Traditionally, retail foot traffic has been measured outside stores and not inside stores. Heavy foot traffic on busy urban avenues or in shopping malls is viewed as a reliable estimation tactic for customers going in and out of stores, but in-store foot traffic has not generally been used as a metric for retailers or real estate owners determining rent pricing.

Technical innovations change that. Dor’s product, for instance, is a thermal sensing, battery-operated foot traffic counter with peel-and-stick backing for easy installation in retail stores. Retailers place Dor sensors above their entryways, and the sensors then track foot traffic into the store. Depending on individual customer needs, users can track foot traffic stats and trends across store locations, track conversion rates (via simple one click integrations with most POS systems) for purchases based on day or time, and combine Dor’s data with other retail tools. In addition, CIScount data can be shared by retailers and real estate owners so both can better understand the current health of a store and forecast potential rent for the month.

This applies in a wide range of physical retail settings. For instance, Bizydev has a close relationship with Storefront, a company which matches brands with temporary physical spaces.  Both established and newer direct-to-consumer brands selling primarily over the internet have found pop-up stores useful for both generating buzz on social media platforms and boosting sales from customers who would otherwise be on the fence. For pop-up tenants pricing temporary spaces, CIScount is a methodology which can emphasize customer exposure or experiential marketing as opposed to in-store sales.

CIScount in pop-up use cases is especially useful because temporary store openings are often just as much about presence and marketing as they are about selling products in the physical space. If an Ecommerce brand leases a pop-up space for an in-person experience, stakeholders using CIScount are the most equipped to understand the value of a customer-in-store.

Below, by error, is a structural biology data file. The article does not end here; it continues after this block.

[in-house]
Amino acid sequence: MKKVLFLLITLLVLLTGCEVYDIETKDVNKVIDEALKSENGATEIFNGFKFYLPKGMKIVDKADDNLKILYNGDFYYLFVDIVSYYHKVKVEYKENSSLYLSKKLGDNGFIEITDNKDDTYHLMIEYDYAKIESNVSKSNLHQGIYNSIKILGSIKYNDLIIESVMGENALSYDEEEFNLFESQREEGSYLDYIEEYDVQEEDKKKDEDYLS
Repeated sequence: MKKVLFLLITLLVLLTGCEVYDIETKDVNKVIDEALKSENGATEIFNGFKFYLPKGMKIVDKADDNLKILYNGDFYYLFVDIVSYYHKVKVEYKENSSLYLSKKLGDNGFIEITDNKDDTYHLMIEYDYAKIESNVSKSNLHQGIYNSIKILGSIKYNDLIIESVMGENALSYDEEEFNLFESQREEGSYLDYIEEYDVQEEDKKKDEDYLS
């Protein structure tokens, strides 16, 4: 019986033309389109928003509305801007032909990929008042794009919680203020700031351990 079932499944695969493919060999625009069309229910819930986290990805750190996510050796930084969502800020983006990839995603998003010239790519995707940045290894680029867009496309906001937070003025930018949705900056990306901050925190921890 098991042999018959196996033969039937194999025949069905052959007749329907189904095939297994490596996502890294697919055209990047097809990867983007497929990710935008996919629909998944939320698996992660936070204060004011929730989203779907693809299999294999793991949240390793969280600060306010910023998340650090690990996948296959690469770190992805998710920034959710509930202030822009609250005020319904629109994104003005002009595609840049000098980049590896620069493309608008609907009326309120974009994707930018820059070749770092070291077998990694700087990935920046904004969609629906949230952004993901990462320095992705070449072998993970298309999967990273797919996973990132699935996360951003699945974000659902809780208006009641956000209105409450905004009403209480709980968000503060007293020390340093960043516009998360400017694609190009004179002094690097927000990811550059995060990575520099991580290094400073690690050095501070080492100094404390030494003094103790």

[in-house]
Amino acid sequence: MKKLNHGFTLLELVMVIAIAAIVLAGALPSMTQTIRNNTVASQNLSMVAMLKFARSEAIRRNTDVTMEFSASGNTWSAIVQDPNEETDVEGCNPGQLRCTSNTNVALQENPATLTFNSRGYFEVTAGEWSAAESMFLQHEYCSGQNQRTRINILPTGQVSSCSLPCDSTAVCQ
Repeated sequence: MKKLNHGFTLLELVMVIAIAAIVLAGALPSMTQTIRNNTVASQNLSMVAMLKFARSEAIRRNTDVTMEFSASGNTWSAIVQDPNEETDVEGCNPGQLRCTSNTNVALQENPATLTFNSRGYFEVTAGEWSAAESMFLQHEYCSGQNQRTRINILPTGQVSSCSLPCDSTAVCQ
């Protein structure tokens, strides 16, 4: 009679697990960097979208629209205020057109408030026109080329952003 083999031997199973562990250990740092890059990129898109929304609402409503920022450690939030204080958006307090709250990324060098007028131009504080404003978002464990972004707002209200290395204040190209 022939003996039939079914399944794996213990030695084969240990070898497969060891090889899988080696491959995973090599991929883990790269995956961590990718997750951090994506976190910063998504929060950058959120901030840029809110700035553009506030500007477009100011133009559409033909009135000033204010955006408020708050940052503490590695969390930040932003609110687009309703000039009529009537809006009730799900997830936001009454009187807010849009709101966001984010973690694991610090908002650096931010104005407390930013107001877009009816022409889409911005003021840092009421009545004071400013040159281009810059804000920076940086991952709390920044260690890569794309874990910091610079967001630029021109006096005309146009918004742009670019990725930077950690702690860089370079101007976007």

As retailers head into a post-omnichannel future where virtual and physical retail spaces integrate seamlessly and delineating specific channels becomes challenging, CIScount makes it easier to price commercial rent and gain market traction.

In addition to retail real estate valuation, Flateman finds an even more compelling justification to focus on CIScount:  A new universe of operating information for the retailer.  For example, CIScount will facilitate decisions involving staffing levels, efficacy of store management and personnel, marketing efforts, signage, store appearance, and merchandise offerings.

As the retail real estate market rebounds post-COVID, value-add acquirers of real estate could end up valuing properties with CIScount-based retail leases in place in a unique way. Instead of underwriting rental growth simply tied to fixed escalations or market improvement, a new owner could project various creative marketing strategies they could implement to drive more customers to the stores and ultimately generate more lease revenue.

Methodologies like CIScount allow retailers and real estate owners to both test out new marketing strategies for driving customers into stores and allow creative teams to retrofit their stores in ways that make brand presences more experiential.

Fixing the Attribution Problem

The retail and real estate industries are at a crossroads where both must find solutions that better align with their interests. CIScount creates that balance, meaning that brands which have calculated the value of a customer online can now begin to determine the value of a customer in store.

Naturally, physical retail isn’t going anywhere. Customers want to touch, try on, and experience merchandise in-person. This has always been physical retail’s advantage, and will always be something that draws customers in. That said, using CIScount, stakeholders can negotiate retail rent which more accurately reflects the value of their properties.

Bizydev is at the forefront of introducing new concepts and methodologies that allow the retail and real estate industry to evolve and adapt. Our work with clients centers on helping technology, product, and service companies accelerate growth and develop the right types of opportunities. We’d love to find ways to work with your organization.